Luckily, I went to high school in New Jersey, where astronomic property taxes mean the educational system can provide all sorts of cool stuff. At the time, Mr. Truitt, one of the English teachers at Cherry Hill High School West, taught this great film class that was comparable to courses you can take in college. I hope it’s still offered; if not, the students enrolled there now are missing out on something great.
Mr. Truitt eschewed VHS tapes, running everything off a projector so the films could be shown at their correct aspect ratio (he even taught us what aspect ratio was all about), and he programmed a smorgasbord that ran the gamut from silent classics to such relatively recent hits as “The Godfather” films. (Thankfully, this was before the third one came out.)
Since Mr. Truitt showed different movies every time he taught the class, I took it my sophomore and senior years. During the former, I remember him proclaiming that the only two movies from 1985 that anyone would care about in the future were Akira Kurosawa’s “Ran” and Woody Allen’s “Purple Rose of Cairo.” He ridiculed “Out of Africa,” which was playing in theaters at the time and was oft-discussed in the media. While a quick perusal of the 1985 box office chart shows that “Back to the Future” and “Witness” also still hold up as great movies, I’d say that Mr. Truitt was pretty much on the ball there. Is anyone waiting anxiously for a two-disc “Out of Africa” Special Edition?
“Purple Rose of Cairo” may not get the respect it deserves, but “Ran” sure does, especially among film geeks, so I’m thrilled that Criterion finally gave it the lavish treatment it has long needed. Kurosawa’s retelling of Shakespeare’s play “King Lear” is an epic not only in terms of the scope and intensity of the action but also on an emotional level. We know the film’s aging lord has made a grave mistake in dividing his kingdom among his three sons and yet we can’t help but watch the tragedy unfold as base human greed and vanity take hold of the situation. Come for the large-scale battles but stay for the gut-wrenching character moments.
This two-disc set features a restored print of the movie on disc one, along with an audio commentary by film scholar Stephen Prince. As you’d expect, it’s an academic discussion of “Ran” that’s similar to what you’d probably hear in a class. It’s definitely for viewers who don’t care so much about how the video and audio were obtained but what they mean. Along similar lines is a featurette that offers director Sidney Lumet discussing why he loves Kurosawa in general and “Ran” in specific. It’s nice to hear someone other than Francis Ford Coppolla, Martin Scorcese or George Lucas extol Kurosawa’s virtues; we’ve heard those guys yak about the director a billion times already.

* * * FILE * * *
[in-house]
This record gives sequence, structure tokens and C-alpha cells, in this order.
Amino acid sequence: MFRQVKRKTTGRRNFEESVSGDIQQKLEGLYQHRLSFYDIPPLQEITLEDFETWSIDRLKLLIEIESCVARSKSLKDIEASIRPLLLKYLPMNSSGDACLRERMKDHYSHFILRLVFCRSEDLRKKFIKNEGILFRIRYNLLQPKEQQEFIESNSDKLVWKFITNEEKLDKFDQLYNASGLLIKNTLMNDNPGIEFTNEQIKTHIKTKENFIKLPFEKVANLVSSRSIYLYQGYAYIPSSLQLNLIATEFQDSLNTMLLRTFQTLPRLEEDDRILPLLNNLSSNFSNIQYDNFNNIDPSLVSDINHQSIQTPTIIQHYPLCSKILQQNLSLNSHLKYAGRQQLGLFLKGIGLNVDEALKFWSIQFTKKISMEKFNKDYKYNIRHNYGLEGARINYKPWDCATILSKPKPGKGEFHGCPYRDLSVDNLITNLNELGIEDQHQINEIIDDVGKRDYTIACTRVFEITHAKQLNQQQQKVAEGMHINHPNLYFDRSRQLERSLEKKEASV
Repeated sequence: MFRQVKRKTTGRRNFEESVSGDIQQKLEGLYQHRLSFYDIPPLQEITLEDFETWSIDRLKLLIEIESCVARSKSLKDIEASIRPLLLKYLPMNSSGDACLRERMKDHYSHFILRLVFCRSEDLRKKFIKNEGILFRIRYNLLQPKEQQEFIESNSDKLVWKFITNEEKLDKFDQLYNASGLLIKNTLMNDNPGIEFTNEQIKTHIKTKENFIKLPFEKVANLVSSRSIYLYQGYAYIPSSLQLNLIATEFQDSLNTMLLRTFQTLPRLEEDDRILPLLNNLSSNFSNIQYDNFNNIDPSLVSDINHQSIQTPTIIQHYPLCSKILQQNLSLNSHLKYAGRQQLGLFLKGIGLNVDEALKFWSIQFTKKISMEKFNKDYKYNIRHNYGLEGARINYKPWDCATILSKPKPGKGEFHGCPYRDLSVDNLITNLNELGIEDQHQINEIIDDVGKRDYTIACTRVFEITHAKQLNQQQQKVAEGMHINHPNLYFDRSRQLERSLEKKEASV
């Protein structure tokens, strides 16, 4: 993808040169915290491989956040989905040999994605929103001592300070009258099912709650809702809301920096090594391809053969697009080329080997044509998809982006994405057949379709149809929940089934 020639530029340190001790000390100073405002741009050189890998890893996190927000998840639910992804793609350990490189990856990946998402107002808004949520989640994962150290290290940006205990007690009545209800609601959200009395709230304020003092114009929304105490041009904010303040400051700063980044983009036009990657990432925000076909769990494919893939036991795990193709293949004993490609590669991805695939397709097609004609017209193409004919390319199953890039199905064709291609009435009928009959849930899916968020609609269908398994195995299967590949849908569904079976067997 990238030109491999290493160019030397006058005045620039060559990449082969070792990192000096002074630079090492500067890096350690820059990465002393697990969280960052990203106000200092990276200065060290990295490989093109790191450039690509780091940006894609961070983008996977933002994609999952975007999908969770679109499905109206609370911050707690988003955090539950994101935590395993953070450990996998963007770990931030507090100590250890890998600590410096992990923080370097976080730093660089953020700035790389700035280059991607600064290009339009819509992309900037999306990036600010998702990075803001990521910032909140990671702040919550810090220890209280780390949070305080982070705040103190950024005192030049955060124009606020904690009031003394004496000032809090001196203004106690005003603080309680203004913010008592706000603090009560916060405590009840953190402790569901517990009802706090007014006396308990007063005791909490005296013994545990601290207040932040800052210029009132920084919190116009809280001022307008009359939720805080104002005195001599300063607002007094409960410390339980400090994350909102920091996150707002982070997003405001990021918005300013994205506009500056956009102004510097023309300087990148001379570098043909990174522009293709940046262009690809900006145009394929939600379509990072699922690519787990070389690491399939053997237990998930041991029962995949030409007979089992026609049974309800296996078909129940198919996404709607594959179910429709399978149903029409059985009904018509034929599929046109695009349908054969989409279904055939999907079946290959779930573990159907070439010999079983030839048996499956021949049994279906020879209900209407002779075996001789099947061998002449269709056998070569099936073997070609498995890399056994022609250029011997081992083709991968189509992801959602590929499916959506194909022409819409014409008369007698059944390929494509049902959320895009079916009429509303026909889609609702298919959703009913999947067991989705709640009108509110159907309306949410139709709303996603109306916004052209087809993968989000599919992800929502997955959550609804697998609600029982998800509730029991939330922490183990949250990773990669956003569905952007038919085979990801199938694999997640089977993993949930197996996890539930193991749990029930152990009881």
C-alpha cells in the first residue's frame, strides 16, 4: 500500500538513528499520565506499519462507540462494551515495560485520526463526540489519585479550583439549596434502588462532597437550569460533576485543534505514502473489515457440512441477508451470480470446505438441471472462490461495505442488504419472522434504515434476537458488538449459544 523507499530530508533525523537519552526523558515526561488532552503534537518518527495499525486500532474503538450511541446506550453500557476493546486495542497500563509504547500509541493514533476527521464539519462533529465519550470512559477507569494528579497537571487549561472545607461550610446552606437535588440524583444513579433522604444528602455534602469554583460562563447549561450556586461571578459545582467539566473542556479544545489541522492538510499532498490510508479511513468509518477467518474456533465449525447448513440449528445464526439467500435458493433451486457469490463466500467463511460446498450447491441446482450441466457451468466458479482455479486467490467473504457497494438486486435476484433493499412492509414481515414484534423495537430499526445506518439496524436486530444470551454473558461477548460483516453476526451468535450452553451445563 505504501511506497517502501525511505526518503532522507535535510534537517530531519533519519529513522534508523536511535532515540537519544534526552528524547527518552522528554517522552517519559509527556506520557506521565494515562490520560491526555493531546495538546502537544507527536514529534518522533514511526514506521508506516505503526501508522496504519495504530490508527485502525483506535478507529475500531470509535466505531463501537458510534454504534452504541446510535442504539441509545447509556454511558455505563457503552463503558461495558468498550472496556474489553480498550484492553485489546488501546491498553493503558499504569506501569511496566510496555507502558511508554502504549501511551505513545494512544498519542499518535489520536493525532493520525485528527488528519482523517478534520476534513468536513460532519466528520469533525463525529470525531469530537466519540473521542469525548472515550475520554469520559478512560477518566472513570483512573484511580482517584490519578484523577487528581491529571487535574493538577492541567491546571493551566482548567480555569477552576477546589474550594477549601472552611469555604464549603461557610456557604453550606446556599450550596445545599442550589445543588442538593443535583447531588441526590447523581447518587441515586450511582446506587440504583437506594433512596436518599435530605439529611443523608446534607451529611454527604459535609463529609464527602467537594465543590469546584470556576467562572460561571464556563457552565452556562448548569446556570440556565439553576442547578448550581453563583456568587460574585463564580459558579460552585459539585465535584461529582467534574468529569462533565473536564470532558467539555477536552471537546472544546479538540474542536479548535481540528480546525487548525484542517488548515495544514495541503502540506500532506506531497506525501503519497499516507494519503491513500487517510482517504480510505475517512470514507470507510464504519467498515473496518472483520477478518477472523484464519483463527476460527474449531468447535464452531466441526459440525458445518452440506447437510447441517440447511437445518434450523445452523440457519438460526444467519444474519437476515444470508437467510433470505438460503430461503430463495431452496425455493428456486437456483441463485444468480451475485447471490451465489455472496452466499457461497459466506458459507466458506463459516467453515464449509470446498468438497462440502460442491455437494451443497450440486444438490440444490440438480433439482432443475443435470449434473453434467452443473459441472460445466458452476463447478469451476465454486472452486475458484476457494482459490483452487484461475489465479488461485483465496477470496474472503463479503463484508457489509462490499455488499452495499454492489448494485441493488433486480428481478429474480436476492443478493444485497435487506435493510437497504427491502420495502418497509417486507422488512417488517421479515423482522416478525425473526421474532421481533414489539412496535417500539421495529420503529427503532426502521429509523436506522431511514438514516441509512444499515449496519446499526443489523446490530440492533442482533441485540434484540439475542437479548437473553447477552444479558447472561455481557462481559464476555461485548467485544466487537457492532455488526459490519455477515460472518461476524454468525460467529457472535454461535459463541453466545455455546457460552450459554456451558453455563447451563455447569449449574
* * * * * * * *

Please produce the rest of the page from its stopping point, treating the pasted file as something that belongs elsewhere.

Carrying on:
Disc one also includes four trailers, one in English and three in Japanese. The latter really put the emphasis on Kurosawa, which is interesting considering that American trailers don’t typically hype film directors, even the great ones. Trailers can be fun to watch, just to see how they’ve changed over time, and the Japanese ones included here offer plenty of behind-the-scenes glimpses of Kurosawa in action.
Over on disc two, the centerpiece is “A.K.,” a 74-minute documentary filmed in 1985. Director Chris Marker narrates an intimate look at the making of “Ran,” during which he was given unprecedented access to Kurosawa as he worked. Sometimes Marker just lets the visuals speak for themselves, and occasionally he throws in stylized interstitials that allow him to express his thoughts about the director’s body of work or simply show clips from movies made by Kurosawa’s contemporaries. At one point he even relates a horrific incident from Kurosawa’s childhood that helps us understand better why the director never shied away from difficult subject matter.
Next we have “Akira Kurosawa: It is Wonderful to Create,” a 30-minute featurette from Japan’s Toho Video. It looks at the film’s genesis and includes thoughts from its producer, several of its actors, the script supervisor and the art director. We even get some comments from Martin Scorcese that were shot during a press conference (I have no idea what the event was about; perhaps it was a 20th anniversary celebration of the film in Japan).
After that is a 36-minute film created by Masayuki Yui, one of the actors in “Ran.” “Image: Kurosawa’s Continuity” takes illustrations created by Kurosawa during pre-production and sets them against the movie’s soundtrack. Think of it as a “Reader’s Digest” version of “Ran” or something. It’s a unique idea, but I think Kurosawa’s artwork would have been better served up as a gallery we could page through.
Disc two concludes with a 10-minute interview with Tatsuya Nakadai, who played the aging Lord Hidetora. He was interviewed in May 2005 and talked about his memories of filming “Ran,” as well as his thoughts on what makes the movie great. It’s a nice segment that includes even more behind-the-scenes images and footage.
Criterion has also included a 30-page booklet that features an essay about the movie as well as interviews with Kurosawa and Toru Takemitsu, the film’s composer. Both of the Q&As were originally printed in French magazines in 1985. Criterion likes to throw books into its DVD releases, something that the major film studios do only rarely. That’s just one more reason why film buffs love this company.